Customer satisfaction improved for major household appliances and is at or near all-time highs for personal computers and big-ticket consumer electronics such as televisions, according to the latest American Customer Satisfaction Index (ACSI).
Amid recent news of weak durable goods growth and the continued uncertainty of the housing market, the ACSI results may provide a glimmer of hope for future demand for these durable products.
"In order for demand to rebound, consumers must exhibit an increased desire to spend and have the means to do so," said Claes Fornell, founder of the ACSI and author of The Satisfied Customer: Winners and Losers in the Battle for Buyer Preference. "ACSI data suggest that for durables, the first condition has been met in the form of higher customer satisfaction. Whether this will translate into increased consumer demand will depend on positive movement in the factors that impact the means to spend: employment, wages and access to credit."
Satisfaction with personal computers surged 4.0 percent to match the all-time industry high of 78 on the ACSI's 0 to 100-point scale. Apple gained two percent to 86 -- its highest score ever. This marks the seventh straight year that Apple leads all other PC makers, and the 9-point gap between Apple and its nearest competitor is the largest in ACSI.
That's not to say Apple is without its critics. Karine of Mt-Tremblant, Canada says the IMAC she bought in 2008 for $2900 has been nothing but trouble. "Barely 15 months after purchase, I had a kernel attack," she writes ConsumerAffairs.com. "I paid $750 for a repair that didn't fix the issue. I had to bring the computer back to the store three more times, and it only made it worse. I am bitter and will not buy another Mac in the future."
Many Windows-based machines also improved and no brand declined. Dell improved three percent, while Acer (Gateway and eMachines) and the HP division of Hewlett-Packard both rose four percent, forming a three-way tie at 77-well behind Apple. These companies were joined by the aggregate of all smaller PC makers, such as Sony and Toshiba, which gained four percent to 77.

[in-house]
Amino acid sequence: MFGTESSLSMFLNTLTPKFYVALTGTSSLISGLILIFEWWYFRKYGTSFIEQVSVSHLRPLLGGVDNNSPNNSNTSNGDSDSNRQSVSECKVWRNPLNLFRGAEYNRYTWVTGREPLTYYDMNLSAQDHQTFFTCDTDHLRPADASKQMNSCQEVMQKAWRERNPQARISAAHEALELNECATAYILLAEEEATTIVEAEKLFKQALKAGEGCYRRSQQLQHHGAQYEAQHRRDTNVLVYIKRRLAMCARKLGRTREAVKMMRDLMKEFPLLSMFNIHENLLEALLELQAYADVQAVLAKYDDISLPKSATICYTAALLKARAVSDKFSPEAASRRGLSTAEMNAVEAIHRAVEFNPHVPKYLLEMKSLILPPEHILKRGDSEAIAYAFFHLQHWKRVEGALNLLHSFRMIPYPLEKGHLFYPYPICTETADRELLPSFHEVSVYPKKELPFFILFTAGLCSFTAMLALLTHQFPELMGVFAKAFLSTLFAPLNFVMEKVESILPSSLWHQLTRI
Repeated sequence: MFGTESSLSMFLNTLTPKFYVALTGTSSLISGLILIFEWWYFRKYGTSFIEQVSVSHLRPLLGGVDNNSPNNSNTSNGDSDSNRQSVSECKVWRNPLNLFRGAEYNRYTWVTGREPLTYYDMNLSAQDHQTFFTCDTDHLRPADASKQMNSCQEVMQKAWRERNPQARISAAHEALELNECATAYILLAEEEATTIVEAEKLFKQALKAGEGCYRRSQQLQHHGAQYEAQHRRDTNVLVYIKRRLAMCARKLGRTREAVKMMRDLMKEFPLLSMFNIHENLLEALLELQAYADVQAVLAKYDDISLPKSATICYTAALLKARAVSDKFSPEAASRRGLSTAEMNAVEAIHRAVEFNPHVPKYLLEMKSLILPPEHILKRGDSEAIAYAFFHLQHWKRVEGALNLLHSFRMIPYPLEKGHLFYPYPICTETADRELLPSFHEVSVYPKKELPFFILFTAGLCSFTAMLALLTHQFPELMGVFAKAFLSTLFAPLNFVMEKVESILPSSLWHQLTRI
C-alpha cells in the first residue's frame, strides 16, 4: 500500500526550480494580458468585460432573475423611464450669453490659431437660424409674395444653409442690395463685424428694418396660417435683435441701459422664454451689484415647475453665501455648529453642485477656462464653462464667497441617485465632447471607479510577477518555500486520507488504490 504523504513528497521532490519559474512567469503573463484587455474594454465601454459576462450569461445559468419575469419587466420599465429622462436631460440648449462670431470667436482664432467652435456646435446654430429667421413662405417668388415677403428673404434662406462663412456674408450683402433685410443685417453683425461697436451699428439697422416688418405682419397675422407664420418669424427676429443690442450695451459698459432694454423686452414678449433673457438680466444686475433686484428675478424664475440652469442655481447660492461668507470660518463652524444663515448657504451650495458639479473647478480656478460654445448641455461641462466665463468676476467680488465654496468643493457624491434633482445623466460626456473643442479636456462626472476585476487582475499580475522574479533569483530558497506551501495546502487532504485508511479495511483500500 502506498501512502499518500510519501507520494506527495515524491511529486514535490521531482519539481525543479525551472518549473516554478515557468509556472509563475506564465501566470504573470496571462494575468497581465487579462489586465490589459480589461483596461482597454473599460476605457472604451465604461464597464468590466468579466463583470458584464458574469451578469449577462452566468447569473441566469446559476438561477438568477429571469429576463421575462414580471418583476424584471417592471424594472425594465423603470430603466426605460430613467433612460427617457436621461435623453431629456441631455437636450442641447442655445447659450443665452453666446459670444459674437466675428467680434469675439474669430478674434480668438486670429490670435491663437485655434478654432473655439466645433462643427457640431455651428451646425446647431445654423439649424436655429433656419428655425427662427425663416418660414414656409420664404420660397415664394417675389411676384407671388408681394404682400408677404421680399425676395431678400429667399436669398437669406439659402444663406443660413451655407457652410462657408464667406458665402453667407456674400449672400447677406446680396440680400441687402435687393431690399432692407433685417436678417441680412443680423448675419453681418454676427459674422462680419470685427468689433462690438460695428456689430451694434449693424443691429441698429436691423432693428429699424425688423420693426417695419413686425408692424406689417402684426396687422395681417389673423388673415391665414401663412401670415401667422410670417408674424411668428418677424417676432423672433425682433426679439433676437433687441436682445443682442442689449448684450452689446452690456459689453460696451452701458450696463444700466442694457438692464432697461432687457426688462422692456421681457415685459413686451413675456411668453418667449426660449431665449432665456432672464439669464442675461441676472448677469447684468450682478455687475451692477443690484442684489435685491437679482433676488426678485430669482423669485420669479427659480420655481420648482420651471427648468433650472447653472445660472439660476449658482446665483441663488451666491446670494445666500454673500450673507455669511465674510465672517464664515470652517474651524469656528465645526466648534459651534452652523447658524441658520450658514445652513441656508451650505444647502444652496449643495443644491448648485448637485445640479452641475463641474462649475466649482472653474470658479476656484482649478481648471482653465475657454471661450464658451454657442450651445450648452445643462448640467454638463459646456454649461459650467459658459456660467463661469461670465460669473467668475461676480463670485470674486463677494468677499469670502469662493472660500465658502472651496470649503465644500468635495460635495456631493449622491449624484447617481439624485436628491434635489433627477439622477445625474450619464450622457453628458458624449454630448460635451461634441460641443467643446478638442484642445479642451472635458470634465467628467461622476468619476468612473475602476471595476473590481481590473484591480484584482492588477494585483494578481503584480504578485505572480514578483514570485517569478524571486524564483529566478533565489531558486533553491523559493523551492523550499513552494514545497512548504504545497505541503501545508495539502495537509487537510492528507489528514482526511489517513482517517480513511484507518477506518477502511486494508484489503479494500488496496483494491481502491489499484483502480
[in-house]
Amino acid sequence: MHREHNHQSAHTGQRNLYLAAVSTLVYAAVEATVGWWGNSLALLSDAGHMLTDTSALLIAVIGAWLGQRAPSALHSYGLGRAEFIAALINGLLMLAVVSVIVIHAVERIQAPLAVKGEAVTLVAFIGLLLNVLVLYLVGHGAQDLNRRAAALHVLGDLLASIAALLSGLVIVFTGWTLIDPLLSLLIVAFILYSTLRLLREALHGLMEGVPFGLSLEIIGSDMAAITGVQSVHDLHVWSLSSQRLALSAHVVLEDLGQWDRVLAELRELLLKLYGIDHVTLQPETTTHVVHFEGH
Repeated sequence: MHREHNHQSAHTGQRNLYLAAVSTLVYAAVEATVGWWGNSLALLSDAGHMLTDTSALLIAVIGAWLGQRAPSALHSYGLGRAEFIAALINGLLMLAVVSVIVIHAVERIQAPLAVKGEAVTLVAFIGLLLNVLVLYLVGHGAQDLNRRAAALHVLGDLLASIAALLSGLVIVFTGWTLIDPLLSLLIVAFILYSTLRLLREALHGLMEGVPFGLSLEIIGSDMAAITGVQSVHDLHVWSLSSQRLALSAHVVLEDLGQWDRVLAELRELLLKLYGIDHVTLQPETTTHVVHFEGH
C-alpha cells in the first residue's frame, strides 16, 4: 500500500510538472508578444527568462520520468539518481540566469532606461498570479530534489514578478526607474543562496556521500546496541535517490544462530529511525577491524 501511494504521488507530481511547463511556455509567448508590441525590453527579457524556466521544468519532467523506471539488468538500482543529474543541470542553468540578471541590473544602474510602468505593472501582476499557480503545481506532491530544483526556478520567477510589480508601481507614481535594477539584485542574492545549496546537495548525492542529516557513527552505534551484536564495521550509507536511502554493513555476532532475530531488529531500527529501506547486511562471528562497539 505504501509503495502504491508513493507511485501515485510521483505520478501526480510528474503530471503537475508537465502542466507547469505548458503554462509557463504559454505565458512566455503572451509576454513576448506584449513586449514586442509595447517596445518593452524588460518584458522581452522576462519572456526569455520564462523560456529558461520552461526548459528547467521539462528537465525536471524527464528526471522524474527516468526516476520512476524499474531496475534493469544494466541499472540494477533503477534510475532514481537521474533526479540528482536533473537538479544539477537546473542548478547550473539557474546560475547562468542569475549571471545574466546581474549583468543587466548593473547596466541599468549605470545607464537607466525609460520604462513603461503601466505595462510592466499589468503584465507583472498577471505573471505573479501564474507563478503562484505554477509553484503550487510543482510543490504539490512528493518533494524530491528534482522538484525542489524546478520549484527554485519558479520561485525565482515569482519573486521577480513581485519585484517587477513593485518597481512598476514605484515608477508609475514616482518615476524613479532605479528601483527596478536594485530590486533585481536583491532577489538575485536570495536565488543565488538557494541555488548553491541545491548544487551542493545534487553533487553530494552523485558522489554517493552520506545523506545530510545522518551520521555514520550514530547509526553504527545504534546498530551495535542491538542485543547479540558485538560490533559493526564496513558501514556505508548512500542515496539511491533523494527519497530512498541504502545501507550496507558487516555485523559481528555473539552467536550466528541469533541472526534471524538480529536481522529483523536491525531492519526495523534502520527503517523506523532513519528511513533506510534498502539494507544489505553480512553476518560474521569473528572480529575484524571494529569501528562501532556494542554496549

"Windows-based PC brands appear to have recovered from the problems associated with the Windows Vista software," said Fornell. "Barely a year into the release of Windows 7, satisfaction with these brands has returned to -- and in some cases even surpassed - the levels prior to the launch of Vista."
PC makers have benefited overall from better customer service, although this service continues to lag far behind other durable goods industries. PC owners who had reason to contact customer support are eight percent less satisfied than those with no post-purchase contact with the manufacturer or retailer.
Customer satisfaction with major appliances such as refrigerators, stoves, dishwashers, and washers and dryers improved 1.2 percent to 82 -- matching a 10-year high. Whirlpool is atop the industry, unchanged at 83. 2010 marks the 15th year in a row that Whirlpool has had at least a share of the industry lead. GE closed the gap with Whirlpool, gaining five percent to 81 and rebounding from a big drop last year.
GE's climb tied the manufacturer with the aggregate of all smaller appliance makers, which improved three percent to 81. Electrolux rounds out the industry, unchanged at 79 and matching a five-year low.
GE does not rate highly with Mike from Villa Hills, KY, who says that after using all GE appliances for 26 years in his previous house with minimal problems, his wife insisted on GE when they moved to another house.
"We bought flat top stove, dishwasher and over-stove microwave," he writes ConsumerAffairs.com. "At 14 months the microwave broke. Entire insides had to be replaced. At 32 months, motor went out on dishwasher. At 39 months, the front burner on the stove went out frying the on-off switches also. My solution, never buy anything with GE associated by name or make."
Satisfaction with home electronics such as televisions and DVD or Blu-ray Disc (BD) players increased 2.4 percent to 85 -- the best-ever score for the category and the highest level of customer satisfaction for any ACSI industry thus far in 2010.
Greater affordability has made these products more attractive. For the first time, prices for some flat-screen TVs have fallen below $500. Prices for DVD and BD players have dropped as well, translating into better value for money, with a positive effect on customer satisfaction.